What is Known:

    • Stress may be an important trigger for both tension type headache and migraine in children.

    • Good data are lacking on the effect of transcendental meditation, hypnotherapy or progressive muscle relaxation as possible stress-reducing therapies in children with primary headaches.

    What is New:

    • Three non-pharmacological techniques, i.e., transcendental meditation, hypnotherapy and progressive muscle relaxation exercises, all result in a clinically significant reduction of headaches and use of pain medication.

    • No large differences between the three techniques were found, suggesting that children can choose either one of the three techniques based on personal preferences. 

  • 2.
    Pillas, Demetris
    et al.
    Department of Epidemiology and Biostatistics, Imperial College London, Norfolk Place, London, W2 1PG, United Kingdom .
    Kaakinen, Marika
    Institute of Health Sciences, University of Oulu, Oulu, Finland .
    Tzoulaki, Ioanna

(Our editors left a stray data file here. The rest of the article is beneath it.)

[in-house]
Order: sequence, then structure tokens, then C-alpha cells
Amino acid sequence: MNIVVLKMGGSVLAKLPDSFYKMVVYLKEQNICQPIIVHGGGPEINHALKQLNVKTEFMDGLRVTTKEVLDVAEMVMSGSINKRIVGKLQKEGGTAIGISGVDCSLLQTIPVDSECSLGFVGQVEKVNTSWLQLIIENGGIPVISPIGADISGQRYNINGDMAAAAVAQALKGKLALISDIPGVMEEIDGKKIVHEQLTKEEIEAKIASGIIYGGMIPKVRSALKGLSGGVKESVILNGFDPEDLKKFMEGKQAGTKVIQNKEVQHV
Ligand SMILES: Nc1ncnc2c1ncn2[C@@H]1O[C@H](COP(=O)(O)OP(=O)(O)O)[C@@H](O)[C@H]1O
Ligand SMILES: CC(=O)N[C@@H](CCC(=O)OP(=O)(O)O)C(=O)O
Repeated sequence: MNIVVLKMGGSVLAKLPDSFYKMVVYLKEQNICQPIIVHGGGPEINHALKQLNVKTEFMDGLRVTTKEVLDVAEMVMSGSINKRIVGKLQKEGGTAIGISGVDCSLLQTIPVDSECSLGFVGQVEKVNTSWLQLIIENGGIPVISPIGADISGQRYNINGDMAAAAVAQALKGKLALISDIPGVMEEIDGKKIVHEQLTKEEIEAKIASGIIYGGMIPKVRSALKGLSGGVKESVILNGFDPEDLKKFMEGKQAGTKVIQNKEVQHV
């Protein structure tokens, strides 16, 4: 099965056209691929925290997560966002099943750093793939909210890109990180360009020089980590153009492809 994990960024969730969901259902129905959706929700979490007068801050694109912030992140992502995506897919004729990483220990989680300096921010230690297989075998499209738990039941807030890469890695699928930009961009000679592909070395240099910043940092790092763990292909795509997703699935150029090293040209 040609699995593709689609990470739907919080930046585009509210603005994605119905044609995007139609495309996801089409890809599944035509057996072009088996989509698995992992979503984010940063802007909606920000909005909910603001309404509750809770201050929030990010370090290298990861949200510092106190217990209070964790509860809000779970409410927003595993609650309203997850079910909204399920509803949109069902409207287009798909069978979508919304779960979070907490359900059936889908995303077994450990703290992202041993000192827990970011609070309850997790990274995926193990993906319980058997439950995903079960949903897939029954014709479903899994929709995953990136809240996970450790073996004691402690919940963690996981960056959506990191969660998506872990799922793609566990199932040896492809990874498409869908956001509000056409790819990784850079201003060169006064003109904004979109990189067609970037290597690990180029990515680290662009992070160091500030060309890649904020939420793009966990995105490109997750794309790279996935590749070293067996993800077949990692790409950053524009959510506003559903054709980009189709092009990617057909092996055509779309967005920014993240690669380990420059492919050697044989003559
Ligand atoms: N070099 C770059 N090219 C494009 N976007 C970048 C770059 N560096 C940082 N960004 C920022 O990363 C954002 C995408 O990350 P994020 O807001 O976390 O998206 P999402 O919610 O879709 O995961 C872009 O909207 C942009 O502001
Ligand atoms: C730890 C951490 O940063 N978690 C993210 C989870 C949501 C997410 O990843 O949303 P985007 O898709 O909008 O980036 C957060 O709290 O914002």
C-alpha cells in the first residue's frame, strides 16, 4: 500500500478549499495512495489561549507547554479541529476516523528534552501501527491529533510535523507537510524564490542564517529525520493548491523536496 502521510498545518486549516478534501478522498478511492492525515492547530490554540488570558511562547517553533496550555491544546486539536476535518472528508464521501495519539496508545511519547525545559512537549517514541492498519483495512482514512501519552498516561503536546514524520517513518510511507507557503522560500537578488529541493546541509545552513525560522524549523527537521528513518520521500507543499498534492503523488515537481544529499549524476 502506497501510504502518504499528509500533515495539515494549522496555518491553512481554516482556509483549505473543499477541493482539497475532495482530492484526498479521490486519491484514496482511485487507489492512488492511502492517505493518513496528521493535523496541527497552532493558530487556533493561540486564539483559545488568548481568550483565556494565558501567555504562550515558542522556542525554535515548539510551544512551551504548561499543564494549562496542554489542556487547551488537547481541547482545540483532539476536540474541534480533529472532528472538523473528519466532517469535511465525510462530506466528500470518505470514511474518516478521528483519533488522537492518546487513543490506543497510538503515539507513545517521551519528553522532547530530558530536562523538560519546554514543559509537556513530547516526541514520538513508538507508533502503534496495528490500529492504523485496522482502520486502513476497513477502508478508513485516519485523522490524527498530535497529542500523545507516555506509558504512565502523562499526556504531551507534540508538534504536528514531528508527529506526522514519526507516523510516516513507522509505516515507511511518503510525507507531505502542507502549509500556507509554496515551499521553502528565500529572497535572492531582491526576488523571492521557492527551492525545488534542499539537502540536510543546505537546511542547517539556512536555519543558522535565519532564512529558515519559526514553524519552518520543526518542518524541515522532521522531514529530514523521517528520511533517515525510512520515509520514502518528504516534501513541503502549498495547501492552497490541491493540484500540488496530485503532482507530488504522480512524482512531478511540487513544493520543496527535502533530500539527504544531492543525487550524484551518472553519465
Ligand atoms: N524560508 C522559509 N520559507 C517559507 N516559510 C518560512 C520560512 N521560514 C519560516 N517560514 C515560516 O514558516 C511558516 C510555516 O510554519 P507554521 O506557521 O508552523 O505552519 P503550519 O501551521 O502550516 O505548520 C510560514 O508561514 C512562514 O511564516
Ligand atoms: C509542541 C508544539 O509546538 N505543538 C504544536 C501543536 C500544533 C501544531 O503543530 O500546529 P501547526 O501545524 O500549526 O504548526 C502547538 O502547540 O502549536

Department of Epidemiology and Biostatistics, Imperial College London, Norfolk Place, London, W2 1PG, United Kingdom .
    Netuveli, Gopalakrishnan
    Department of Primary care and Social Medicine, Faculty of Medicine, Imperial College London, London, United Kingdom .
    Rodriguez, Alina
    Mid Sweden University, Faculty of Human Sciences, Department of Psychology. Department of Epidemiology and Biostatistics, Imperial College London, Norfolk Place, London, W2 1PG, United Kingdom .
    Fung, Erik
    Section of Cardiology, Heart and Vascular Center, Dartmouth-Hitchcock Medical Center, Lebanon, NH, United States .
    Tammelin, Tuija H
    LIKES - Research Center for Sport and Health Sciences, Jyväskylä, Finland .
    Blane, David
    Department of Primary care and Social Medicine, Faculty of Medicine, Imperial College London, London, United Kingdom .
    Millwood, Iona Y
    Clinical Trial Service Unit and Epidemiological Studies Unit (CTSU), University of Oxford, Oxford, United Kingdom .
    Hardy, Rebecca
    MRC Unit for Lifelong Health and Ageing, Department of Epidemiology and Public Health, Royal Free and University College Medical School, London, United Kingdom .
    Sovio, Ulla
    Department of Obstetrics and Gynaecology, University of Cambridge, Cambridge, United Kingdom .
    Pouta, Anneli